The Lean Approach: The Important Parts

Think Lean

The Lean Approach is an idea that focuses on maximizing customer value while minimizing waste, or, more simply put, creating more value for customers with fewer resources.

To accomplish this, lean thinking changes the focus of management from optimizing separate technologies, assets, and vertical departments to optimizing the flow of products and services through entire value streams that flow horizontally across technologies, assets, and departments to customers.

Eliminating waste along entire value streams, instead of at isolated points, creates processes that need less human effort, less space, less capital, and less time to make products and services at far less costs and with much fewer defects, compared with traditional business systems. Companies are able to respond to changing customer desires with high variety, high quality, low cost, and with very fast throughput times. Also, information management becomes much simpler and more accurate.

Eliminating Waste

There is a process in everything we do and all of our processes have waste. There are seven types of waste:

  1. Defects
  2. Overproduction
  3. Transportation
  4. Waiting
  5. Inventory
  6. Motion
  7. Processing

These are all at the root of unprofitable activity within an organization. Some activities are waste, but required. There is little we can do about those. For other activities there can be many ways to reduce waste. When you look at your processes through the Lean lens, you will be surprised at the waste that can be reduced or eliminated, and the significant improvements you can make.

The people who do the work, should design the work. Managers and leaders who take the top down, “I know what’s going on” approach will not know the whole story.  Let the people who do the work reveal the root causes and barriers to success. Let them be the source of the solution. They are the people who really know the process and where the waste is.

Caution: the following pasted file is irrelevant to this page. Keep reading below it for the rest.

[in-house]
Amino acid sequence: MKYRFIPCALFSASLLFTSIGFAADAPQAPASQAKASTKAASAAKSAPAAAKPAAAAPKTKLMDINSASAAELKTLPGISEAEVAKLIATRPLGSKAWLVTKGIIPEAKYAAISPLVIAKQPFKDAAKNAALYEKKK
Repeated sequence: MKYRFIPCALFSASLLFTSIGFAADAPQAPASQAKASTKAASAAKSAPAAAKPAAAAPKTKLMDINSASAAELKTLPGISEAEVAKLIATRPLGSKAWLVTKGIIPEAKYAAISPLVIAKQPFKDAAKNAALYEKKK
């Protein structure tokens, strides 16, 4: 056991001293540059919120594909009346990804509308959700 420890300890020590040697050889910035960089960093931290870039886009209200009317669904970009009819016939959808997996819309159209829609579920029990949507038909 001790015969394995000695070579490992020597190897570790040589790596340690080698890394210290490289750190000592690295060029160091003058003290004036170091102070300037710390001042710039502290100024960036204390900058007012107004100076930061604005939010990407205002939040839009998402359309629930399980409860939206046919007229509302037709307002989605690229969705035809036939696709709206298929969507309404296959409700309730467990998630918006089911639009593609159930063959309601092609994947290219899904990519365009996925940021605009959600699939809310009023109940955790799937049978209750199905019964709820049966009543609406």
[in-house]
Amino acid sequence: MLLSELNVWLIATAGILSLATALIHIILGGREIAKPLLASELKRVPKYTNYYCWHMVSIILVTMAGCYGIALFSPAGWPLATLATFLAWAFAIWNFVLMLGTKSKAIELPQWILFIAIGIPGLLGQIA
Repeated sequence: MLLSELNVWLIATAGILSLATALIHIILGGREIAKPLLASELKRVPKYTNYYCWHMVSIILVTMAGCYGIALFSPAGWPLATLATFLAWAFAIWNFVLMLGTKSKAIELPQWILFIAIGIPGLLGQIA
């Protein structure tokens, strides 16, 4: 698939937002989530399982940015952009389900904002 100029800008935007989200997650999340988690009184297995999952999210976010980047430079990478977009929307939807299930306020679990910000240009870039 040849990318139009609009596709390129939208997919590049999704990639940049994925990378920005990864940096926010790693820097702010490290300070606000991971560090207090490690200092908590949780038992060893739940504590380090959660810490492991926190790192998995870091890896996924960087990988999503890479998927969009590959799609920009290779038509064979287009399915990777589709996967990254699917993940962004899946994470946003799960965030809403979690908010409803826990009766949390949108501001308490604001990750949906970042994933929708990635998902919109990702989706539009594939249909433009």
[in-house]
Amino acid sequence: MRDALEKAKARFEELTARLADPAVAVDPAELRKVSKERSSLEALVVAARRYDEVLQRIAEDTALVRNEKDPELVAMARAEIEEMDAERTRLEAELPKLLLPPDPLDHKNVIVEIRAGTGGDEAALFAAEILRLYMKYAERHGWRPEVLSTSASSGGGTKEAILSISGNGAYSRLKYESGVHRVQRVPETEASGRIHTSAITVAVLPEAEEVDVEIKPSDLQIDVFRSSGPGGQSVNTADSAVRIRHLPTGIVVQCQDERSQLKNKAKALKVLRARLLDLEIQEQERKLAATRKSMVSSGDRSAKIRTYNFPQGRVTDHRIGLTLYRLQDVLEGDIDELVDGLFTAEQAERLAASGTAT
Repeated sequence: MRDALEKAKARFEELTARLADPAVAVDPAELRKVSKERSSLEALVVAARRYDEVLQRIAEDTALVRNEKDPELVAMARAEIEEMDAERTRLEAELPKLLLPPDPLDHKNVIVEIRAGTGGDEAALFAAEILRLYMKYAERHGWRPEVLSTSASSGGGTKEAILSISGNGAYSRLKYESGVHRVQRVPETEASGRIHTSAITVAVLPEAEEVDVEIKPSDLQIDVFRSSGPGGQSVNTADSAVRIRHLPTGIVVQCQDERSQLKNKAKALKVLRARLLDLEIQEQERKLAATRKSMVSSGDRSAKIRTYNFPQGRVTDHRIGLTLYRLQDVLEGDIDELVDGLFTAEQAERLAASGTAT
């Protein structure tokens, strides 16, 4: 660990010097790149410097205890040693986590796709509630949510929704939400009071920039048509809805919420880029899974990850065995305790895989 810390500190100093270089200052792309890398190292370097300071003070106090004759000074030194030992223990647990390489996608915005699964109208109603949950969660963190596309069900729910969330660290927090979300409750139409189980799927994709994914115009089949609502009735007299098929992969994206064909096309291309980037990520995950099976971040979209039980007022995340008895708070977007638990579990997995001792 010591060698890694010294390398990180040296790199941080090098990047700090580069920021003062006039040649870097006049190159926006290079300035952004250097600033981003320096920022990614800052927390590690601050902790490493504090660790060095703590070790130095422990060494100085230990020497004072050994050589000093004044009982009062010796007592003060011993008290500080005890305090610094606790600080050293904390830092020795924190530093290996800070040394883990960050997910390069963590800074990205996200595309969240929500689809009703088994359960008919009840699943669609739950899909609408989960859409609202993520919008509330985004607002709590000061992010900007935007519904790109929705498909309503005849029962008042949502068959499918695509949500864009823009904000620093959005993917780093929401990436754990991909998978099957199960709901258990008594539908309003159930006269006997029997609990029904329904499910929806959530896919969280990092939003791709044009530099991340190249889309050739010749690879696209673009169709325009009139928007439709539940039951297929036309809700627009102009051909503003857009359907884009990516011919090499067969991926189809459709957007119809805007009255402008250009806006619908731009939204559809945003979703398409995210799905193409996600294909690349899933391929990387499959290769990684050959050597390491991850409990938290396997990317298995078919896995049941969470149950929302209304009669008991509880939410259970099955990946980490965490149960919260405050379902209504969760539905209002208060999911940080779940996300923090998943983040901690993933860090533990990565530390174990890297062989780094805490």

Successful process improvement requires that management creates an environment for flexible decision making. Where appropriate, employees should be encouraged and empowered to make decisions on their own, without fear of retribution. Having to check with management before making a decision might not add any value and result in over-analyzing the issue. Your customers don’t care about internal routing or reviews – they just want their stuff.

The Lean Approach is a never ending journey. One of the tenets of Lean is to seek perfection even though perfection will never actually be reached. However, processes change in both good and bad ways. Monitor your processes and adopt the mind set of continuous improvement.

Additional Information

To learn more about the Lean Approach consult the Lean Enterprise Institute’s website for more information and resources.


Jim Womack and Dan Jones, founders of the Lean Enterprise Institute and the Lean Enterprise Academy (UK), respectively, recommend that managers and executives about to embark on Lean transformations think about the following three fundamental business issues that should guide the transformation of the entire organization:

  • Purpose: What customer problems will the enterprise solve to achieve its own purpose of prospering?
  • Process: How will the organization assess each major value stream to make sure each step is valuable, capable, available, adequate, flexible, and that all the steps are linked by flow, pull, and leveling?
  • People: How can the organization ensure that every important process has someone responsible for continually evaluating that value stream in terms of business purpose and lean process? How can everyone touching the value stream be actively engaged in operating it correctly and continually improving it?

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